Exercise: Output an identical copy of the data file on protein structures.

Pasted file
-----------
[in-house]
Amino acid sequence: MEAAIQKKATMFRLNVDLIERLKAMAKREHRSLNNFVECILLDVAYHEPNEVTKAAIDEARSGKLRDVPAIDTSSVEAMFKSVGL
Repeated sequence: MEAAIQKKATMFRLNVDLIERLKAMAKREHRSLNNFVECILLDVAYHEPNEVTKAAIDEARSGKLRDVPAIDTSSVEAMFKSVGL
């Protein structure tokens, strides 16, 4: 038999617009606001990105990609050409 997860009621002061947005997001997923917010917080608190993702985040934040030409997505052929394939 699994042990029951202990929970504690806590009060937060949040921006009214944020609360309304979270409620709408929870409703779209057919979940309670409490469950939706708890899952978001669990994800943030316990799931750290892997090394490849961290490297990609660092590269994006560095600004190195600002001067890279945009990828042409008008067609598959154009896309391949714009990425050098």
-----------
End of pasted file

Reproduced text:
[in-house]
Amino acid sequence: MEAAIQKKATMFRLNVDLIERLKAMAKREHRSLNNFVECILLDVAYHEPNEVTKAAIDEARSGKLRDVPAIDTSSVEAMFKSVGL
Repeated sequence: MEAAIQKKATMFRLNVDLIERLKAMAKREHRSLNNFVECILLDVAYHEPNEVTKAAIDEARSGKLRDVPAIDTSSVEAMFKSVGL
């Protein structure tokens, strides 16, 4: 038999617009606001990105990609050409 997860009621002061947005997001997923917010917080608190993702985040934040030409997505052929394939 699994042990029951202990929970504690806590009060937060949040921006009214944020609360309304979270409620709408929870409703779209057919979940309670409490469950939706708890899952978001669990994800943030316990799931750290892997090394490849961290490297990609660092590269994006560095600004190195600002001067890279945009990828042409008008067609598959154009896309391949714009990425050098």